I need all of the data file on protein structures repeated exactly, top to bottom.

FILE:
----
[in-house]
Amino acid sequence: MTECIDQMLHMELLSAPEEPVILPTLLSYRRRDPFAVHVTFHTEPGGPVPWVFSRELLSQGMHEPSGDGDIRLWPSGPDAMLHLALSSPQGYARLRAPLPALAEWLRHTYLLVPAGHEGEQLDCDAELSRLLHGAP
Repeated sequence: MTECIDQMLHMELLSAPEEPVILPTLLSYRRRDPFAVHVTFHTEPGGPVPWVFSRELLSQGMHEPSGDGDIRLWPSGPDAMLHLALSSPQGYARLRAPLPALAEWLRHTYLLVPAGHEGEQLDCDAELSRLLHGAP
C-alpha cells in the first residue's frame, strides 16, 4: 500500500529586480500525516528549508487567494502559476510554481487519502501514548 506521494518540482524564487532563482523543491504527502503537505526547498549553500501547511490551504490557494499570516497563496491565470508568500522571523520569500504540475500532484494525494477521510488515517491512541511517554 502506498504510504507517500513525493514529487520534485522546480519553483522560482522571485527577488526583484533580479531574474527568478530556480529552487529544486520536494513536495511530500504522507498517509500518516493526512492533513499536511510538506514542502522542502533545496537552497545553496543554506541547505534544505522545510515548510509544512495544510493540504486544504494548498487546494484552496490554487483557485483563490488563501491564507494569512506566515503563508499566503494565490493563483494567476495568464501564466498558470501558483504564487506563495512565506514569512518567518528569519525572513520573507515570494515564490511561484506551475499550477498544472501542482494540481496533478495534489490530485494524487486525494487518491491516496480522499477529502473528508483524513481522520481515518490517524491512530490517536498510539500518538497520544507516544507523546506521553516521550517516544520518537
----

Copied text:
[in-house]
Amino acid sequence: MTECIDQMLHMELLSAPEEPVILPTLLSYRRRDPFAVHVTFHTEPGGPVPWVFSRELLSQGMHEPSGDGDIRLWPSGPDAMLHLALSSPQGYARLRAPLPALAEWLRHTYLLVPAGHEGEQLDCDAELSRLLHGAP
Repeated sequence: MTECIDQMLHMELLSAPEEPVILPTLLSYRRRDPFAVHVTFHTEPGGPVPWVFSRELLSQGMHEPSGDGDIRLWPSGPDAMLHLALSSPQGYARLRAPLPALAEWLRHTYLLVPAGHEGEQLDCDAELSRLLHGAP
C-alpha cells in the first residue's frame, strides 16, 4: 500500500529586480500525516528549508487567494502559476510554481487519502501514548 506521494518540482524564487532563482523543491504527502503537505526547498549553500501547511490551504490557494499570516497563496491565470508568500522571523520569500504540475500532484494525494477521510488515517491512541511517554 502506498504510504507517500513525493514529487520534485522546480519553483522560482522571485527577488526583484533580479531574474527568478530556480529552487529544486520536494513536495511530500504522507498517509500518516493526512492533513499536511510538506514542502522542502533545496537552497545553496543554506541547505534544505522545510515548510509544512495544510493540504486544504494548498487546494484552496490554487483557485483563490488563501491564507494569512506566515503563508499566503494565490493563483494567476495568464501564466498558470501558483504564487506563495512565506514569512518567518528569519525572513520573507515570494515564490511561484506551475499550477498544472501542482494540481496533478495534489490530485494524487486525494487518491491516496480522499477529502473528508483524513481522520481515518490517524491512530490517536498510539500518538497520544507516544507523546506521553516521550517516544520518537